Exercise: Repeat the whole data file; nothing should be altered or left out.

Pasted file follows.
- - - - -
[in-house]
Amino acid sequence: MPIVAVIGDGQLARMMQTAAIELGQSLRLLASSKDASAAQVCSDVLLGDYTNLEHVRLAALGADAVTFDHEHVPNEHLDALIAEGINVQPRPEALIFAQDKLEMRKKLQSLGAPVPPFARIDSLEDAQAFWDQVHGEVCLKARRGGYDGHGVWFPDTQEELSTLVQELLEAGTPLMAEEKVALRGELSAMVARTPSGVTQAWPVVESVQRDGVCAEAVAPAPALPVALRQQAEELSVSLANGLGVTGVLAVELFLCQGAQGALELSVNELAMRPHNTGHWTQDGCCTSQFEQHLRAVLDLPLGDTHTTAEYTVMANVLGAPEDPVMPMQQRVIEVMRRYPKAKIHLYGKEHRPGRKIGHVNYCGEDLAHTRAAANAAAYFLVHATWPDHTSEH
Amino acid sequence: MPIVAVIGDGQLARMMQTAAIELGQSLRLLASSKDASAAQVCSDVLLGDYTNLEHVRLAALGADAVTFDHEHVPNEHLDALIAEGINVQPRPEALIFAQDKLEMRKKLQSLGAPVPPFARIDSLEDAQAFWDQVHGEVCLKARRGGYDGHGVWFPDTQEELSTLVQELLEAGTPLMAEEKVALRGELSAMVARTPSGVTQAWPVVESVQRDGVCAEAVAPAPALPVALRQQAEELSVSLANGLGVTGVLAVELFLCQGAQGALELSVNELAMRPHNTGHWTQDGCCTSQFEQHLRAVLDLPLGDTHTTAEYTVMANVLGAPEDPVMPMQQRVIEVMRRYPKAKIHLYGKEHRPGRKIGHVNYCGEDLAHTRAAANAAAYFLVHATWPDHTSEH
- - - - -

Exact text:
[in-house]
Amino acid sequence: MPIVAVIGDGQLARMMQTAAIELGQSLRLLASSKDASAAQVCSDVLLGDYTNLEHVRLAALGADAVTFDHEHVPNEHLDALIAEGINVQPRPEALIFAQDKLEMRKKLQSLGAPVPPFARIDSLEDAQAFWDQVHGEVCLKARRGGYDGHGVWFPDTQEELSTLVQELLEAGTPLMAEEKVALRGELSAMVARTPSGVTQAWPVVESVQRDGVCAEAVAPAPALPVALRQQAEELSVSLANGLGVTGVLAVELFLCQGAQGALELSVNELAMRPHNTGHWTQDGCCTSQFEQHLRAVLDLPLGDTHTTAEYTVMANVLGAPEDPVMPMQQRVIEVMRRYPKAKIHLYGKEHRPGRKIGHVNYCGEDLAHTRAAANAAAYFLVHATWPDHTSEH
Amino acid sequence: MPIVAVIGDGQLARMMQTAAIELGQSLRLLASSKDASAAQVCSDVLLGDYTNLEHVRLAALGADAVTFDHEHVPNEHLDALIAEGINVQPRPEALIFAQDKLEMRKKLQSLGAPVPPFARIDSLEDAQAFWDQVHGEVCLKARRGGYDGHGVWFPDTQEELSTLVQELLEAGTPLMAEEKVALRGELSAMVARTPSGVTQAWPVVESVQRDGVCAEAVAPAPALPVALRQQAEELSVSLANGLGVTGVLAVELFLCQGAQGALELSVNELAMRPHNTGHWTQDGCCTSQFEQHLRAVLDLPLGDTHTTAEYTVMANVLGAPEDPVMPMQQRVIEVMRRYPKAKIHLYGKEHRPGRKIGHVNYCGEDLAHTRAAANAAAYFLVHATWPDHTSEH